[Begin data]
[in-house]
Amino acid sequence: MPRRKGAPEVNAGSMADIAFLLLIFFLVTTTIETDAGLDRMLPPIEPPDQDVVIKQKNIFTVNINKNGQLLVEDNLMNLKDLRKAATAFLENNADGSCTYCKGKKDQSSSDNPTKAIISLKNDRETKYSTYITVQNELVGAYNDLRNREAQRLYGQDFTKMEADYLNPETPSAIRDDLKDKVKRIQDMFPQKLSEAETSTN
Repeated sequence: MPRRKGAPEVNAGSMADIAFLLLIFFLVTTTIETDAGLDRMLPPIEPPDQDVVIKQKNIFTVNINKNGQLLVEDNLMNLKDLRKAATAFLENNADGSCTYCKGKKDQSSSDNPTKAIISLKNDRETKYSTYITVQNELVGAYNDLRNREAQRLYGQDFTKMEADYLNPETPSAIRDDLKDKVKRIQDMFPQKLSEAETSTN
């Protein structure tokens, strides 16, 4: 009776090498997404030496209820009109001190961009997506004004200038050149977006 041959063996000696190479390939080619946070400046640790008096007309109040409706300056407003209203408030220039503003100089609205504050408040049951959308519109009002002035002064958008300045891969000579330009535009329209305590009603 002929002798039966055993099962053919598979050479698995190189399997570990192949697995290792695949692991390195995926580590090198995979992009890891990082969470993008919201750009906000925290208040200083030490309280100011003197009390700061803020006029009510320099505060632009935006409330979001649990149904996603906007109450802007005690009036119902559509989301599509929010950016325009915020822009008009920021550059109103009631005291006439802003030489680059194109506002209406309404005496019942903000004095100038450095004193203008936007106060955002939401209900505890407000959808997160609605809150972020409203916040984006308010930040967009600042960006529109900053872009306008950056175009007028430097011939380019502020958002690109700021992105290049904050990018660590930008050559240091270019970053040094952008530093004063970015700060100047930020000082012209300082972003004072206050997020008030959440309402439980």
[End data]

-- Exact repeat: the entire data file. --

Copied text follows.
[in-house]
Amino acid sequence: MPRRKGAPEVNAGSMADIAFLLLIFFLVTTTIETDAGLDRMLPPIEPPDQDVVIKQKNIFTVNINKNGQLLVEDNLMNLKDLRKAATAFLENNADGSCTYCKGKKDQSSSDNPTKAIISLKNDRETKYSTYITVQNELVGAYNDLRNREAQRLYGQDFTKMEADYLNPETPSAIRDDLKDKVKRIQDMFPQKLSEAETSTN
Repeated sequence: MPRRKGAPEVNAGSMADIAFLLLIFFLVTTTIETDAGLDRMLPPIEPPDQDVVIKQKNIFTVNINKNGQLLVEDNLMNLKDLRKAATAFLENNADGSCTYCKGKKDQSSSDNPTKAIISLKNDRETKYSTYITVQNELVGAYNDLRNREAQRLYGQDFTKMEADYLNPETPSAIRDDLKDKVKRIQDMFPQKLSEAETSTN
């Protein structure tokens, strides 16, 4: 009776090498997404030496209820009109001190961009997506004004200038050149977006 041959063996000696190479390939080619946070400046640790008096007309109040409706300056407003209203408030220039503003100089609205504050408040049951959308519109009002002035002064958008300045891969000579330009535009329209305590009603 002929002798039966055993099962053919598979050479698995190189399997570990192949697995290792695949692991390195995926580590090198995979992009890891990082969470993008919201750009906000925290208040200083030490309280100011003197009390700061803020006029009510320099505060632009935006409330979001649990149904996603906007109450802007005690009036119902559509989301599509929010950016325009915020822009008009920021550059109103009631005291006439802003030489680059194109506002209406309404005496019942903000004095100038450095004193203008936007106060955002939401209900505890407000959808997160609605809150972020409203916040984006308010930040967009600042960006529109900053872009306008950056175009007028430097011939380019502020958002690109700021992105290049904050990018660590930008050559240091270019970053040094952008530093004063970015700060100047930020000082012209300082972003004072206050997020008030959440309402439980």